Haden was originally a bicycle-making business in Hockley, Birmingham, begun in the late 1880s, after the safety bicycle was introduced. The business passed from George Joseph Haden to his son Alfred Hamlet Haden, who continued making bicycles from 1902 until 1912. They began manufacturing motorcycles in about 1906, and went into more extensive motorcycle production shortly before the First World War, when in 1913 A. H. Haden bought the Regal motorcycle company.
The Haden marque was best known from 1912–1924. The main motorcycle was marketed under the Haden name as the "New Comet", and it was a long-standing independent brand. It used parts from Villiers, PeCo, JAP, Precision, and Climax, and was entered in the Isle of Man TT races in 1920 (10th place) and 1921. The New Comet was discontinued in 1924, but in 1931 small numbers of 198 cc models were produced with Villiers parts. The machine was probably named "New Comet" to distinguish it from the earlier "Comet" motorcycle produced by the Comet Motor Works, at New Cross, London (1902–1907). It is possible A. H. Haden had bought out the owners of the earlier London-based Comet.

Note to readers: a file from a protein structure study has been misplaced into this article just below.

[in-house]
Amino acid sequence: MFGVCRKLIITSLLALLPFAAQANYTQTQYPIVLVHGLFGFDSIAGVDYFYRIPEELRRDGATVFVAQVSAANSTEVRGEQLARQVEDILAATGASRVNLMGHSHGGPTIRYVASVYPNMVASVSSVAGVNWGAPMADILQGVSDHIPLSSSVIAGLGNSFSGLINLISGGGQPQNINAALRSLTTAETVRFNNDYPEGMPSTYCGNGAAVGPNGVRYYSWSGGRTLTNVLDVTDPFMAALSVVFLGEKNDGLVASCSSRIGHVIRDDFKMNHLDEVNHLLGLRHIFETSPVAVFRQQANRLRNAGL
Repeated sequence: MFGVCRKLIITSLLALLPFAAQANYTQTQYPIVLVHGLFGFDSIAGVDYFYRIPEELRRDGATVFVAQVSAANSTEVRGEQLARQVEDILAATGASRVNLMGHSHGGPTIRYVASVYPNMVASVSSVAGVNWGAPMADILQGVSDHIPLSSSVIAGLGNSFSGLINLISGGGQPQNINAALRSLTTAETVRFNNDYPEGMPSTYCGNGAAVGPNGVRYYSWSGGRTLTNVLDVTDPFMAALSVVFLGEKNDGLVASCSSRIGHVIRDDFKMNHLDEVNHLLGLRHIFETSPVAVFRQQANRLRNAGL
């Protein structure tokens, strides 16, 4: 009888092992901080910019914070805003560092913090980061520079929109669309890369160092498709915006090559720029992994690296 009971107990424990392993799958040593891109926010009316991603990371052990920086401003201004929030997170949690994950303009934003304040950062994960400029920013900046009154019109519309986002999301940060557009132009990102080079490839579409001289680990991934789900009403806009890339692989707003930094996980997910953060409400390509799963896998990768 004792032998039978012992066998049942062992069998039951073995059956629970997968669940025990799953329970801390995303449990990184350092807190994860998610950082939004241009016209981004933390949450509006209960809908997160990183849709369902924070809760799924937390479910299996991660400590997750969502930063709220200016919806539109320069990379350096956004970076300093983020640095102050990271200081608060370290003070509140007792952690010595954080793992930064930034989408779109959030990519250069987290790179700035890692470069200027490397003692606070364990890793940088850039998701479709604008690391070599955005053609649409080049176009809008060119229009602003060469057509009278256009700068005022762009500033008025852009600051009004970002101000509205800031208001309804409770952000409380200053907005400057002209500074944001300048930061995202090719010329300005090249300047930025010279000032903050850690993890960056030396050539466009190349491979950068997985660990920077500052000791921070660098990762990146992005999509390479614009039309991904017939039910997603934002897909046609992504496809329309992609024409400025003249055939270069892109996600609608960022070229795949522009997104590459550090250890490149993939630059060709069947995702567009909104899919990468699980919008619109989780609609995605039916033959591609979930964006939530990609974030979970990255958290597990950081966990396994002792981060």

Alfred's sons Donald William Haden and Denis Howard Haden, took over the business after 1937. It then became "Haden Bros.", and made tank parts for the military during the Second World War. After the War, Haden Bros. continued to be well known for making cycle and motorcycle parts, and these were sold worldwide from 1954 until 2002 when the company folded due to overseas competition. Denis Howard Haden founded his own separate company D.H. Haden Ltd. to manufacture electric kettles.
The only known surviving Haden machines are 347 cc two-stroke cycle models.
The Haden marque is not to be confused with the short-lived Hayden motorcycle, produced in 1904 only for F. Hayden of Cheltenham, by Kynochs of Birmingham.
- "About the Haden bikes". Five Wheel Drive. Retrieved 2010-08-12.